The relentless news cycle lurched through the holidays, with an ongoing government shutdown and President Donald Trump's decision to suddenly pull troops from Syria in an apparent break with US allies.
Nevertheless, there are reasons to have hope about the future of politics. Newsweek assembled the thoughts of former and future lawmakers and writers about why the American public shouldn't despair and where to go from here.
Author Irshad Manji noted that media producers prioritize negative stories, and cautions that there needs to be more balance.
“We in the media—because of our own need for eyeballs and clicks and profits—we’re not telling the healing stories,” said Manji.
“We’re telling the stories of the conflicts. We need to hear both.”
What follows are testimonials by Barack Obama, Stacy Abrams and others on how to actually make America great again, as Donald Trump has famously promised.
Obama starts off, drawing inspiration from Robert F. Kennedy.
"Robert F. Kennedy knew a thing or two about hope," Obama writes."Half a century ago, it was hope in the future, hope in people, hope in our capacity to do better, to be better, that spurred him to challenge a sitting president of his own party and challenge the conscience of a nation."
The 44th president observes that the world seemed steeped in chaos in the 1960s but Kennedy still projected hope.
"And through steel towns and crowded housing projects and windswept Native American reservations, Bobby reinvigorated an American spirit that was bruised and battered and still reeling from assassinations and riots and protests—and hatred," Obama notes.
Obama singles out the qualities that allowed Kennedy to make Americans hopeful for the future.
"He argued for unity over division, for compassion over mutual suspicion, for justice over intolerance and inequality."
Obama then looks to hopeful developments in our current moment, like the activism of the Parkland students.
"It hasn’t even been a year since a mass shooting stole 17 lives at their school, but less than a month later those students had helped to raise the age to buy a rifle in Florida," Obama writes.
"They’d lengthened waiting periods before purchase. A couple of weeks after that, they’d inspired hundreds of thousands to march in the nation’s capital and all across the country. And, of course, they haven’t won every battle, but online, in the media, in the streets, on college campuses, they have become some of our most eloquent, effective voices against gun violence, he says
"And they are just getting started. Who knows what they’re going to do once they can actually rent a car?"
"Ripples of hope. That’s the legacy, that’s the spirit, that Bobby Kennedy captured, standing on top of a beat-up car 50 years ago," he continues. "Those are the descendants of the men and women and children who reached up into the sky, trying to get a touch of hope."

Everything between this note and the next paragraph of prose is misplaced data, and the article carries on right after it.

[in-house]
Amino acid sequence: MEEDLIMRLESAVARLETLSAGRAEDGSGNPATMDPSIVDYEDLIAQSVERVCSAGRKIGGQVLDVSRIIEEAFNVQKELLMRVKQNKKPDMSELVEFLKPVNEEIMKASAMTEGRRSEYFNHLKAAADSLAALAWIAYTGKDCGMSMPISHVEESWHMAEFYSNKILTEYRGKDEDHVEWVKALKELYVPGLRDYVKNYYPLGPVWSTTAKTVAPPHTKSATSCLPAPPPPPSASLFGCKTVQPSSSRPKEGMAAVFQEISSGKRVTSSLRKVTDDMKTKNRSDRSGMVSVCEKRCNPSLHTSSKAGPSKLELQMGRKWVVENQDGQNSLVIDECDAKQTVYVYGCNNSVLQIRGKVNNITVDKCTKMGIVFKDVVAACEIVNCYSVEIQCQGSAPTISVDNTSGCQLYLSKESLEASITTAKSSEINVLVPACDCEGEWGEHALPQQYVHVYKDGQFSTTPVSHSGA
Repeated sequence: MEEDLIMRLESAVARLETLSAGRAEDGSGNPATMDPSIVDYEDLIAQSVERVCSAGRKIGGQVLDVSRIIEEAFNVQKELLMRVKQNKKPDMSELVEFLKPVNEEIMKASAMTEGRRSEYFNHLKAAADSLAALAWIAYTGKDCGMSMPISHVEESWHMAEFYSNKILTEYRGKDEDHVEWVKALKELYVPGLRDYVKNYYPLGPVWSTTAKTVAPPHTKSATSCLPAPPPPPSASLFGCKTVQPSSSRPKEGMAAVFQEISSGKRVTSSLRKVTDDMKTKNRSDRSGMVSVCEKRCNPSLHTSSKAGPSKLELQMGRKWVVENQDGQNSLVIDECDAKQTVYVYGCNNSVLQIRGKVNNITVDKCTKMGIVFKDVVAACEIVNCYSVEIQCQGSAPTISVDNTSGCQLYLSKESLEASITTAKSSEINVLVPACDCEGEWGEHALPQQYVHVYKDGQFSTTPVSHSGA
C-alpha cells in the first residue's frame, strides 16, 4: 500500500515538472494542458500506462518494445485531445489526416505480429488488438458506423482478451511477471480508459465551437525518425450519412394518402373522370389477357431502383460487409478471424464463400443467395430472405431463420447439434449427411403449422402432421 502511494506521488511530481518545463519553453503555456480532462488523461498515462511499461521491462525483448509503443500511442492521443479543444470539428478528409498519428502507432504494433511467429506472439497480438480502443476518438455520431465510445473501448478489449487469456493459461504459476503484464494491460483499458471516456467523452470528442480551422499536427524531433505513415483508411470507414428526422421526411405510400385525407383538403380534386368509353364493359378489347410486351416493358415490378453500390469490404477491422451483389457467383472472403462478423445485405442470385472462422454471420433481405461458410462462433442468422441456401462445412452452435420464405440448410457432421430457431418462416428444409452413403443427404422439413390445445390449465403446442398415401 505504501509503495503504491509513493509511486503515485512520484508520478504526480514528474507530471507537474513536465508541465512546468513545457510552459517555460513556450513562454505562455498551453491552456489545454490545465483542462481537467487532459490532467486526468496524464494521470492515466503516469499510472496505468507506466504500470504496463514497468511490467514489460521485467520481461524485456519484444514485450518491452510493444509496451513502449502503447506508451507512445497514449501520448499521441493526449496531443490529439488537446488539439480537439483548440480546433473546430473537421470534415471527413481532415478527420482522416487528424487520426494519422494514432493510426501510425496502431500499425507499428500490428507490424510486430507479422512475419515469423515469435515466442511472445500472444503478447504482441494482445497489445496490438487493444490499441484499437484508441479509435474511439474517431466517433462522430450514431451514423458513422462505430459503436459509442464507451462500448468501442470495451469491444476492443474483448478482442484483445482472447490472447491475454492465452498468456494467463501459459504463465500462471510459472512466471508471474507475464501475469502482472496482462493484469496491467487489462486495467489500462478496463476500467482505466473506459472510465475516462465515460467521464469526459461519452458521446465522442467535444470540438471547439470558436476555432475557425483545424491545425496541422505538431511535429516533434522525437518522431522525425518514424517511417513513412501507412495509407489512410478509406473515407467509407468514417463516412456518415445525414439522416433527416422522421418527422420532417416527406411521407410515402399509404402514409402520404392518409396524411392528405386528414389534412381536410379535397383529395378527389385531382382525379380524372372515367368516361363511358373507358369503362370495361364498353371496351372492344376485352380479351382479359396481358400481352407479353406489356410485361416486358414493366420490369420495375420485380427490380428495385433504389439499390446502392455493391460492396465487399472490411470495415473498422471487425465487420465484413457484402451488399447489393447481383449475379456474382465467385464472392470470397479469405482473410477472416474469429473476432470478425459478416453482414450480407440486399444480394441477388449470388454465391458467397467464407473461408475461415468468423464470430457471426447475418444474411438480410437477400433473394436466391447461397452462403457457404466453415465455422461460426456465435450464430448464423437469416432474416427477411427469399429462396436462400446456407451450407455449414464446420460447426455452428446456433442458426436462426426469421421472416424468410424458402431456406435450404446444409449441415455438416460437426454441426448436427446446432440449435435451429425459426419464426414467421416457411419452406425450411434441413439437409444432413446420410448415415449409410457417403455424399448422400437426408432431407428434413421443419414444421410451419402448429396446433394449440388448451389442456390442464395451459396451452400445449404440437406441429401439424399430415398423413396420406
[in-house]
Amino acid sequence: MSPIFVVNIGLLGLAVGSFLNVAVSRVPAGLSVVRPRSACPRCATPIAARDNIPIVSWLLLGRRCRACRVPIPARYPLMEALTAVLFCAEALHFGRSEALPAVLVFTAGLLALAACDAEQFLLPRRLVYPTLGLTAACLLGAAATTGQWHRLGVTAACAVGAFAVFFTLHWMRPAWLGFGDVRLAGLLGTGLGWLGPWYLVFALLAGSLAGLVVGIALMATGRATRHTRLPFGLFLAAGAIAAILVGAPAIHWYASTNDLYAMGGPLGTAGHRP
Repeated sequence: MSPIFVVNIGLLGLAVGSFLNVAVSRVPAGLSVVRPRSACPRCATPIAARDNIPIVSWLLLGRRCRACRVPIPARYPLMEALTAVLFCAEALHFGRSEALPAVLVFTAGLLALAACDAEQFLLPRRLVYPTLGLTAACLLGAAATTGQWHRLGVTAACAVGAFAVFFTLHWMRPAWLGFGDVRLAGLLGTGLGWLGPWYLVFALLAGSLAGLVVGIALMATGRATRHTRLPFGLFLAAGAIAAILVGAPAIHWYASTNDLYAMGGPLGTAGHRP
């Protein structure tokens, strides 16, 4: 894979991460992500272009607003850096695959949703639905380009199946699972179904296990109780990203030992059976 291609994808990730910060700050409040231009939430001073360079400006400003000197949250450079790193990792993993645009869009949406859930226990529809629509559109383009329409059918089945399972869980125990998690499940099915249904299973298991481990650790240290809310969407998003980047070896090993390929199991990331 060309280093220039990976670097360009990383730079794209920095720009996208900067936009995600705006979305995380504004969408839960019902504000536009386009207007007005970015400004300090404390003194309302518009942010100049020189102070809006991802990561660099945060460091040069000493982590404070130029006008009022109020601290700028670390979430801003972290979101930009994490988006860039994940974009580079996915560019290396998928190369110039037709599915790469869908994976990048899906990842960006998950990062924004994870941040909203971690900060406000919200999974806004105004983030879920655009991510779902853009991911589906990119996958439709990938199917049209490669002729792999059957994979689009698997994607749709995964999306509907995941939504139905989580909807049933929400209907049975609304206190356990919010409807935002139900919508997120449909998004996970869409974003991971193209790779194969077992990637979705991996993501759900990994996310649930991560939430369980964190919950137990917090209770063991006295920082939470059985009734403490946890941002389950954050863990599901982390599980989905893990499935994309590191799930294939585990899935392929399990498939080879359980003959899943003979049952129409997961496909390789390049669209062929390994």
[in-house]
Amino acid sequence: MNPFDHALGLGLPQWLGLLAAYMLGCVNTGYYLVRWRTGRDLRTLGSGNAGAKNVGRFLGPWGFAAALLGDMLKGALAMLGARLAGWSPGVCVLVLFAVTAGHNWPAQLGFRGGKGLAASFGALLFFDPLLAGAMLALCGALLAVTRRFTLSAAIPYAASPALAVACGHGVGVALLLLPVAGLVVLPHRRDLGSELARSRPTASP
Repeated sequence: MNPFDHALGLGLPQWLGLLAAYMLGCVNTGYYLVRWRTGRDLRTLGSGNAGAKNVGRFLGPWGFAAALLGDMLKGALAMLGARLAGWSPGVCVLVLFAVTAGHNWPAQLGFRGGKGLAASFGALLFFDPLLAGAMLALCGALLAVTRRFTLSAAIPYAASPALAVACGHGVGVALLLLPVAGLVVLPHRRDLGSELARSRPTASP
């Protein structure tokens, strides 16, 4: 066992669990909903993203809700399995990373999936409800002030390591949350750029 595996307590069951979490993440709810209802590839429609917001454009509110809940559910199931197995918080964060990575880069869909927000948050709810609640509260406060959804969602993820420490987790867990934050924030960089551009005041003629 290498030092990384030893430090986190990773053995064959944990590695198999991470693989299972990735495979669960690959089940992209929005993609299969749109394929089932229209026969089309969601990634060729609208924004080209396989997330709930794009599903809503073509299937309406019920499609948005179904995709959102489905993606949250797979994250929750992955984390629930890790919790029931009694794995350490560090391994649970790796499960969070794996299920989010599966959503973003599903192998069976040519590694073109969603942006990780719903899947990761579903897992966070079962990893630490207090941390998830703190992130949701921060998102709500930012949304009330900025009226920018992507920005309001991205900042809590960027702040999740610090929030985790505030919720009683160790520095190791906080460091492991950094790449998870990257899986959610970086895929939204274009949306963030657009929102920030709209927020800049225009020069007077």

Stacy Abrams, who came close to becoming the first black female governor in America, writes that she's driven by the singular need to eradicate poverty.
"What do I want? Why do I want it? And how do I get it? My primary goal is to eradicate poverty; I believe it is immoral and a stain on our society," Abrams says.
"And so when I despair or get angry, I take the time to think about how I can best achieve that goal—and then I get to work."
She slams politicians who sow fear to get elected and says that instead, diversity should be celebrated.
"Too often, our fear is sowed from an idea that our diversity is a weapon or a weakness. We must instead realize that our diversity is our strength; it allows America to be the rich and enterprising nation we are," Abrams writes.
Joe Kennedy III, grandson of Robert Kennedy, also speaks about fear.
"I wish it were easy to change human nature. Fear motivates, but hope does too," Kennedy writes.
He points to the example of Rep. John Lewis (D-GA) who's persevered despite severe discrimination and violence.
"There is not an elected official who has been let down more often by people than he has—people who should know better and have his best interests at heart," Kennedy writes.
"He’s been arrested over 40 times and beaten and nearly killed. Yet he has lived, seen, fought and bled for the ability of the United States to change and become a more perfect union. There is value in that fight and pursuit."
The writer Irshad Manji dares readers to not instantly deride perceived ideological enemies.
"True story: A young hip-hop artist from Biloxi, Mississippi, wants the stars and bars in her state flag replaced by an inclusive and unifying design," Manji writes.
"She invites a supporter of the Confederate battle flag to her home, where they discuss his perspective. Soon after, he realizes that he cares more about defending her dignity than about preserving a symbol. He then stops flying his own Confederate battle flag. What sparked the transformation? Respect. The activist respected the flag-waver enough to engage rather than label him."
"Here’s a courageous exercise that more of us could turn into a concrete habit: When you’re being disagreed with, ask not how you can change the other person’s mind; ask what you’re missing about the other person," she concludes.
Other perspectives on hope come from actor and activist Don Cheadle, conservative writer Ben Shapiro, and historical Jill LePore.